The near absence of public input on La Plata County’s 2018 proposed budget, which is riddled with cuts to services amid a continuing decrease in oil and gas revenues, was probably the loudest voice on Tuesday.
“It is unfortunate there’s not more interest,” said La Plata County Commissioner Brad Blake. “It’s harder to make decisions when the public’s not involved and you’re out of money.”
On Tuesday, a public comment session was held at the La Plata County Administration building to give residents a chance to weigh in on the upcoming budget. Out of the 13 people who attended, five people offered their opinions.
Two residents commended La Plata County staff for the continued funding of the Living with Wildlife Advisory Board, a mostly volunteer board that offers educational components to wildlife. A total of $2,500 is budgeted for this board.
Another resident who works as a flagger at construction sites in the county was concerned that there wasn’t money allocated for flaggers in the upcoming year. However, county staff said that particular detail has not yet been worked out.
Rick Smith, former mayor of Bayfield, suggested the county consider outsourcing certain positions as a way to save money. He then offered his own company’s services for that job.
Perhaps the most substantial comments came from Bob Lieb, a former county commissioner, who mostly reiterated second-hand opinions he said he’s heard from county residents.
Lieb’s comments were mostly centered on a supposed perception among county residents that the county is spending more on facilities and real estate, rather than much-needed road and bridge projects.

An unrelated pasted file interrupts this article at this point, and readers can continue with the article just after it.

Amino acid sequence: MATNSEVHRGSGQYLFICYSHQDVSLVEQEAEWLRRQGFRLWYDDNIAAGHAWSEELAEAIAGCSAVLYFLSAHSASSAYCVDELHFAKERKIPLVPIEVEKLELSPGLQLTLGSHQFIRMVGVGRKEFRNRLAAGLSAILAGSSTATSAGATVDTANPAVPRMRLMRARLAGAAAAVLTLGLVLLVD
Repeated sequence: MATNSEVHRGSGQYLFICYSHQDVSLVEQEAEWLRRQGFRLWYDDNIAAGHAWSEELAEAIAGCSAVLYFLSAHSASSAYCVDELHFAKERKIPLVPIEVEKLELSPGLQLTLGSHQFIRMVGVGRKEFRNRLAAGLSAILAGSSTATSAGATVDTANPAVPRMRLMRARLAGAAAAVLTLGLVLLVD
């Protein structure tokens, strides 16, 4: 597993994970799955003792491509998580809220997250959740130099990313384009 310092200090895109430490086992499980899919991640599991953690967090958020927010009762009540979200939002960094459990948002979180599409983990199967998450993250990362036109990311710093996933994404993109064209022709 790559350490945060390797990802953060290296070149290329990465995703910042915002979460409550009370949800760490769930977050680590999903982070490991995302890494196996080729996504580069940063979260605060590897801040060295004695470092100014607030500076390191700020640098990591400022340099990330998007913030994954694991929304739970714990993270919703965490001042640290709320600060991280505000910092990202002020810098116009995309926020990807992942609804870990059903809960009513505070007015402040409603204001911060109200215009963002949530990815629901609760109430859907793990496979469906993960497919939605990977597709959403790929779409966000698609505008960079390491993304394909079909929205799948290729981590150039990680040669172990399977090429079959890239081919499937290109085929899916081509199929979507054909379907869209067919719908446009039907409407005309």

“If you stand back and look at the big picture, it’s a bit strange to think we are cutting staff but spending more … on facilities,” Lieb said.
About $6.5 million is expected to be spent in 2018 on facilities-related projects, out of a total operating expenditure budget of about $34 million, said County Manager Joanne Spina. However, that’s money that was saved years ago with the specific intention of addressing outstanding facility needs identified in a 2012 study, she said.
Those projects include remodeling the courthouse, which also freed up much-needed space for the district attorney’s office, as well as relocating certain departments to maximize efficiency.
In the end, the shuffling of county departments will save money, Spina said.
Otherwise, the short-lived meeting on the budget generated no other critiques from the public.
“This is a pretty tame crowd for … budget comments,” La Plata County Commissioner Julie Westendorff.
The fact so few showed up to Tuesday’s meeting was a surprise, mostly because proposed cuts in services in the budget have generated a fair amount of kick-back.
In 2018, property tax revenue is expected to continue to decline to $14.9 million, a 50 percent fall since the oil and gas peak years in 2010.
As a result, the county has taken several measures to cut its operating costs. Most notably, the county will close the clerk’s office in Bayfield, saving about $50,000 a year. And, the Road & Bridge Fund will be cut by nearly $5 million, which means fewer road improvement projects.
“There’s tension between balancing our responsibility to be good stewards of the taxpayers’ resources with a level of service we can afford to provide,” Spina said. “And that’s in conflict given our limited resources.”
La Plata County Commissioner Gwen Lachelt noted that given the decline of oil and gas revenues, and the likelihood that they won’t return, the county needs to rely more on mill levy dollars. The county has some of the lowest mill levy rates in the state at 8.5 mills. The state average is about 20 mills, which is what a study determined La Plata County needs to be sustainable.
Yet, voters turned down tax increases in the last two elections.
Larry Zauberis, a La Plata County resident, harkened back to the public’s perception.
“The public perception is the county isn’t spending our money correctly,” he said. “Whether it’s true or not doesn’t matter; it’s a perception thing in the public … that’s why your road and bridge thing failed.”